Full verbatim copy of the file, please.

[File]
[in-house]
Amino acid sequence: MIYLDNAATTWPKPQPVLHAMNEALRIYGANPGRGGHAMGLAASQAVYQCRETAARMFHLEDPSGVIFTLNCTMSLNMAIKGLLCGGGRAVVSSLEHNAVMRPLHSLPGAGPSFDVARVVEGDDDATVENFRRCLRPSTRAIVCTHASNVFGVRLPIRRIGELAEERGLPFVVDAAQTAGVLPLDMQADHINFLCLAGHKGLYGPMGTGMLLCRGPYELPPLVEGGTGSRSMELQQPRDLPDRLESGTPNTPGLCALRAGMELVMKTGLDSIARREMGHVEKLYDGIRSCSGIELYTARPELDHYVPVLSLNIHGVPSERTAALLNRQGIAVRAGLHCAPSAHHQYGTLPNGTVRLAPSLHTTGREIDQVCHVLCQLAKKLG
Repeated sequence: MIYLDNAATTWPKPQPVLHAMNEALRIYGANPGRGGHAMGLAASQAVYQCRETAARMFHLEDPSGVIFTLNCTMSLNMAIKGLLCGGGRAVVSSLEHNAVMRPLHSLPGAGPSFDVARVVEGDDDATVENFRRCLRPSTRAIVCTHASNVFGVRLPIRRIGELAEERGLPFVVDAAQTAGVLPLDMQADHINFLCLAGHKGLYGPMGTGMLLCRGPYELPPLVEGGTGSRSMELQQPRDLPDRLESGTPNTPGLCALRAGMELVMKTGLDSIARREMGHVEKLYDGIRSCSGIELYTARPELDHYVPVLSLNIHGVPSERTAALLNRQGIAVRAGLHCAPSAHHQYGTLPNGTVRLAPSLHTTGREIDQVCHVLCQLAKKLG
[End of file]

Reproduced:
[in-house]
Amino acid sequence: MIYLDNAATTWPKPQPVLHAMNEALRIYGANPGRGGHAMGLAASQAVYQCRETAARMFHLEDPSGVIFTLNCTMSLNMAIKGLLCGGGRAVVSSLEHNAVMRPLHSLPGAGPSFDVARVVEGDDDATVENFRRCLRPSTRAIVCTHASNVFGVRLPIRRIGELAEERGLPFVVDAAQTAGVLPLDMQADHINFLCLAGHKGLYGPMGTGMLLCRGPYELPPLVEGGTGSRSMELQQPRDLPDRLESGTPNTPGLCALRAGMELVMKTGLDSIARREMGHVEKLYDGIRSCSGIELYTARPELDHYVPVLSLNIHGVPSERTAALLNRQGIAVRAGLHCAPSAHHQYGTLPNGTVRLAPSLHTTGREIDQVCHVLCQLAKKLG
Repeated sequence: MIYLDNAATTWPKPQPVLHAMNEALRIYGANPGRGGHAMGLAASQAVYQCRETAARMFHLEDPSGVIFTLNCTMSLNMAIKGLLCGGGRAVVSSLEHNAVMRPLHSLPGAGPSFDVARVVEGDDDATVENFRRCLRPSTRAIVCTHASNVFGVRLPIRRIGELAEERGLPFVVDAAQTAGVLPLDMQADHINFLCLAGHKGLYGPMGTGMLLCRGPYELPPLVEGGTGSRSMELQQPRDLPDRLESGTPNTPGLCALRAGMELVMKTGLDSIARREMGHVEKLYDGIRSCSGIELYTARPELDHYVPVLSLNIHGVPSERTAALLNRQGIAVRAGLHCAPSAHHQYGTLPNGTVRLAPSLHTTGREIDQVCHVLCQLAKKLG